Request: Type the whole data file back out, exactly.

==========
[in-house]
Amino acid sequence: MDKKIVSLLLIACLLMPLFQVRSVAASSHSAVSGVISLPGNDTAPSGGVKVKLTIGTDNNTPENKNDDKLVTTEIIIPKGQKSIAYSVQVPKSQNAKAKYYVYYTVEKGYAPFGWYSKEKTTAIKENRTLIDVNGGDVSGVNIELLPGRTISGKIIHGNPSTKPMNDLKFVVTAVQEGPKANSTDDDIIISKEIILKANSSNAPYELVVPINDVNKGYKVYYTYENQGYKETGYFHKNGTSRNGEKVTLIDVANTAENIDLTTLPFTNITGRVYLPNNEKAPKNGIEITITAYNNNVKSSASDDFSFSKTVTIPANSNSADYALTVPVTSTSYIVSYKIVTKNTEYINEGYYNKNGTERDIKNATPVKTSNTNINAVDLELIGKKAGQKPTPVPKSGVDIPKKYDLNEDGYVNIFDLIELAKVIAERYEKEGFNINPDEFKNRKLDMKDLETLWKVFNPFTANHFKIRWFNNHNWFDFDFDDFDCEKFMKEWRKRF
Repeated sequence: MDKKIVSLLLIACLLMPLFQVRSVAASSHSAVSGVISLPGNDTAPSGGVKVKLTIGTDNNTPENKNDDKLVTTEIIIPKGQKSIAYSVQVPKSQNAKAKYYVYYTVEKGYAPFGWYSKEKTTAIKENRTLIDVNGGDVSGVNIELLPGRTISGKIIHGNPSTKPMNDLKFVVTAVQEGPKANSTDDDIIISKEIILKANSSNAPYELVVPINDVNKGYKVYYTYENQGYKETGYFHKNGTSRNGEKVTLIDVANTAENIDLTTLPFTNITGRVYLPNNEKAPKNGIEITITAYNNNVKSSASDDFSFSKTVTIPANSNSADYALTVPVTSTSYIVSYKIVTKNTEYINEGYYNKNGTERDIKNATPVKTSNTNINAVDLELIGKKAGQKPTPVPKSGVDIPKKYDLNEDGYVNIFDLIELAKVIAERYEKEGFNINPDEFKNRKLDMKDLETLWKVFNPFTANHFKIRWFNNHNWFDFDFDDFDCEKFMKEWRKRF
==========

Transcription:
[in-house]
Amino acid sequence: MDKKIVSLLLIACLLMPLFQVRSVAASSHSAVSGVISLPGNDTAPSGGVKVKLTIGTDNNTPENKNDDKLVTTEIIIPKGQKSIAYSVQVPKSQNAKAKYYVYYTVEKGYAPFGWYSKEKTTAIKENRTLIDVNGGDVSGVNIELLPGRTISGKIIHGNPSTKPMNDLKFVVTAVQEGPKANSTDDDIIISKEIILKANSSNAPYELVVPINDVNKGYKVYYTYENQGYKETGYFHKNGTSRNGEKVTLIDVANTAENIDLTTLPFTNITGRVYLPNNEKAPKNGIEITITAYNNNVKSSASDDFSFSKTVTIPANSNSADYALTVPVTSTSYIVSYKIVTKNTEYINEGYYNKNGTERDIKNATPVKTSNTNINAVDLELIGKKAGQKPTPVPKSGVDIPKKYDLNEDGYVNIFDLIELAKVIAERYEKEGFNINPDEFKNRKLDMKDLETLWKVFNPFTANHFKIRWFNNHNWFDFDFDDFDCEKFMKEWRKRF
Repeated sequence: MDKKIVSLLLIACLLMPLFQVRSVAASSHSAVSGVISLPGNDTAPSGGVKVKLTIGTDNNTPENKNDDKLVTTEIIIPKGQKSIAYSVQVPKSQNAKAKYYVYYTVEKGYAPFGWYSKEKTTAIKENRTLIDVNGGDVSGVNIELLPGRTISGKIIHGNPSTKPMNDLKFVVTAVQEGPKANSTDDDIIISKEIILKANSSNAPYELVVPINDVNKGYKVYYTYENQGYKETGYFHKNGTSRNGEKVTLIDVANTAENIDLTTLPFTNITGRVYLPNNEKAPKNGIEITITAYNNNVKSSASDDFSFSKTVTIPANSNSADYALTVPVTSTSYIVSYKIVTKNTEYINEGYYNKNGTERDIKNATPVKTSNTNINAVDLELIGKKAGQKPTPVPKSGVDIPKKYDLNEDGYVNIFDLIELAKVIAERYEKEGFNINPDEFKNRKLDMKDLETLWKVFNPFTANHFKIRWFNNHNWFDFDFDDFDCEKFMKEWRKRF